Science & Culture | Botany
Native Vegetation of Nebraska
This map depicts the vegetation as it was before European settlement, in the 1860s. It was developed mostly from field observations of remnants of native vegetation.
Modified from the original 1: 1,000,000 version prepared by Robert Kaul and Steven Rolfsmeier in 1993. Published by UNL Conservation & Survey Division. Available in 24” x 36” format from UNL's Nebraska Maps & More store.
FORESTS AND SAVANNAS
Evergreen Coniferous Forests and Savannas
1. Ponderosa pine forests and savannas: Ponderosa pine and associated deciduous trees and shrubs, with prairie species on exposed ridges and among the trees in savannas.
2. Red cedar forests and savannas: Red cedar is common over most of the state and is extremely invasive in prairies and rangelands in the absence of fire. The map shows some naturally fire-protected places that have extensive forests of large, old trees. Suppression of ﬁre has led to troublesome increases of red cedar in many places.
3. Riparian forests: Open woodlands and dense forests on valley ﬂoors. Forests are especially dense in the Missouri, Platte, lower Loup, and lower Republican River valleys. There was a substantial 20th Century increase in riparian woodlands in smaller valleys because prairie ﬁres are suppressed. Controlled and reduced ﬂows of the Missouri, Platte, and Republican rivers now bring stability to the ﬂoodplains, resulting in dramatic increases in woody vegetation.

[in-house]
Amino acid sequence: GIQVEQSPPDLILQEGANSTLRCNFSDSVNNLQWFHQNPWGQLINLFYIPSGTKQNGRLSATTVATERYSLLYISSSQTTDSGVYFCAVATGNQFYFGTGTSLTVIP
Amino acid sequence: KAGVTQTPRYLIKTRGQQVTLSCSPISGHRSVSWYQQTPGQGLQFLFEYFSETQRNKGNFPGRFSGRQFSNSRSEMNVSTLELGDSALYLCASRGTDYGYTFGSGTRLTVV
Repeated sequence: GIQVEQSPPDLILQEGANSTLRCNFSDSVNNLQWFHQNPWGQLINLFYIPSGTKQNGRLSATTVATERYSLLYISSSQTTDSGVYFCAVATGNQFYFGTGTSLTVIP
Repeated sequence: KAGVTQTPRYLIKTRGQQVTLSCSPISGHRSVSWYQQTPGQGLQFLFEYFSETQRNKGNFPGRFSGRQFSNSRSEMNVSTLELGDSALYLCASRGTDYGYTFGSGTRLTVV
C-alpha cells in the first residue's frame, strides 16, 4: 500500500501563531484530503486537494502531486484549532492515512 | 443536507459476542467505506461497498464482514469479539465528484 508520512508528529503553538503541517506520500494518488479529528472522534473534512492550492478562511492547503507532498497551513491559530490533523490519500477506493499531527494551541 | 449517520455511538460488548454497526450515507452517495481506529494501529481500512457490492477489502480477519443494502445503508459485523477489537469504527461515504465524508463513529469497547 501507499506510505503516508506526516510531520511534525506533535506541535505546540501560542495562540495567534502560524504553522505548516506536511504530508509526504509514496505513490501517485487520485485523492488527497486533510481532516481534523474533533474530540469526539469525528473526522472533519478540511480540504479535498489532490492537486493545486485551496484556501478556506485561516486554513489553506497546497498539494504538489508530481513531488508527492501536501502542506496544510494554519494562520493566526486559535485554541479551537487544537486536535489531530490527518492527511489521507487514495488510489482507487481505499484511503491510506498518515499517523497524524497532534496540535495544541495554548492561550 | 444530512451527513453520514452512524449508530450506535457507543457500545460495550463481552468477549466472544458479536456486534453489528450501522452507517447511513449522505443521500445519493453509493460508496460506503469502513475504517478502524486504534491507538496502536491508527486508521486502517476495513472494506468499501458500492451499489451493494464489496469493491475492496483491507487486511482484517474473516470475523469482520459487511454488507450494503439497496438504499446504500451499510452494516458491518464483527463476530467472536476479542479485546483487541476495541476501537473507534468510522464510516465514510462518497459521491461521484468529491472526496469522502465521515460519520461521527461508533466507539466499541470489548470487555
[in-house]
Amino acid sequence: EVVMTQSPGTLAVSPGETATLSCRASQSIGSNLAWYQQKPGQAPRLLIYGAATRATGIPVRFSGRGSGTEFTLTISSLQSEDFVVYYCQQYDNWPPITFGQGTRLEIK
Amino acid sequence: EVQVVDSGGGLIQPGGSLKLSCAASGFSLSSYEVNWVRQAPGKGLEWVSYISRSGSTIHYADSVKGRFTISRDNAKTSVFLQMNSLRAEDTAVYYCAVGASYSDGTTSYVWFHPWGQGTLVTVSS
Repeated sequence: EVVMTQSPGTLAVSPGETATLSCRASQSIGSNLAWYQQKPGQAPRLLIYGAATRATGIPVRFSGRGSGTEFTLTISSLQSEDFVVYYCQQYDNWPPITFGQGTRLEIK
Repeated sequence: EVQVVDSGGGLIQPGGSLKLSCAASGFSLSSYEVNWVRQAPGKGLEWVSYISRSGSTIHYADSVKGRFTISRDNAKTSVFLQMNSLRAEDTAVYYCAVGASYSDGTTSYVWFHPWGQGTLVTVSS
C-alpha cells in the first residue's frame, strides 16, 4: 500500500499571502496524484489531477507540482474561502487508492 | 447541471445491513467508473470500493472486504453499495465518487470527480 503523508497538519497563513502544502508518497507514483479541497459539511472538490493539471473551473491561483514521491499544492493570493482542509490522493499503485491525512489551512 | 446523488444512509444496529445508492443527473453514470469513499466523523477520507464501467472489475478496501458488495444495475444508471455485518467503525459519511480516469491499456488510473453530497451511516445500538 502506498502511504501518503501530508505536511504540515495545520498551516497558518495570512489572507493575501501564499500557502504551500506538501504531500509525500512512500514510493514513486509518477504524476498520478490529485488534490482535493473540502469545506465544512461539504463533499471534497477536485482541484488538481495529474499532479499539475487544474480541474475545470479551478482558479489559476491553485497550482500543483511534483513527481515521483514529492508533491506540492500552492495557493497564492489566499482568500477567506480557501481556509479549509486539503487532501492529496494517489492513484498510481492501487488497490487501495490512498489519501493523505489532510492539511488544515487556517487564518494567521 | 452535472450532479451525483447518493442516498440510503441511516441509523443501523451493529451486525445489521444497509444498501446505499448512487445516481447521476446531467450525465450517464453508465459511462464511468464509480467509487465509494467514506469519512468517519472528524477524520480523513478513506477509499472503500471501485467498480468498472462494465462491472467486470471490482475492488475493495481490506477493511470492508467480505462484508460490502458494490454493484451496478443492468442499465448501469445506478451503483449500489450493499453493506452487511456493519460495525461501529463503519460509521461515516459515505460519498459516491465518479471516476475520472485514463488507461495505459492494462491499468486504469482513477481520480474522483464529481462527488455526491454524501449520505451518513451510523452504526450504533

4. Upland deciduous forests: The oak-hickory forests of the Midwest reach their western limits in eastern and northern Nebraska. They are mostly confined to the slopes of valleys and are richest in species in the southeastern part of the state. In the Niobrara River valley, they abut the ponderosa pine forests of the west. In some forests of eastern counties, aggressive alien herbs and shrubs are invading in large numbers.
The major areas of aquatic vegetation are outlined. The Sandhills lakes are richest in species and numbers of individuals, while artiﬁcial ponds and reservoirs have fewer or none. Major streams, especially those on heavy soils, have submersed and emergent vegetation in quiet backwaters, but channelization, siltation, and pollution have eliminated much of it. Minor streams, especially in the Sandhills, have more vegetation.
Lakes, ponds, marshes, and fens
5. Sandhills lakes, ponds, marshes, and fens in valleys between the dunes and in sandplains. Many waters are neutral to slightly alkaline, especially in the eastern Sandhills, and they are usually dense with emergent and submerged vegetation of numerous species. Others are strongly alkaline or saline, especially in Garden and Sheridan counties, and their species are fewer and the vegetation less dense. The numerous clear, steady flowing streams often have luxuriant growth of submersed plants.
Sedge and grass-ﬁlled fens, particularly those in Cherry County, are sustained by accumulations of sedge-peat. Plants more typical of cooler northern bogs are commonly found in these fens.
6. Rainwater basins are in two large areas south of the Platte River, with numerous shallow, permanent and intermittent ponds and marshes on level, rich, ﬁne soils. Areas of small basins are also in Chase, Keith, Lincoln, and Perkins counties. The emergent shoreline vegetation of the permanent waters is often dense, but submersed vegetation is sparse
Most of the basins were drained and plowed for agriculture by mid-20th Century. About ten-percent remain and are now protected as havens for migrating waterfowl, whose spring migration brings millions of ducks and geese.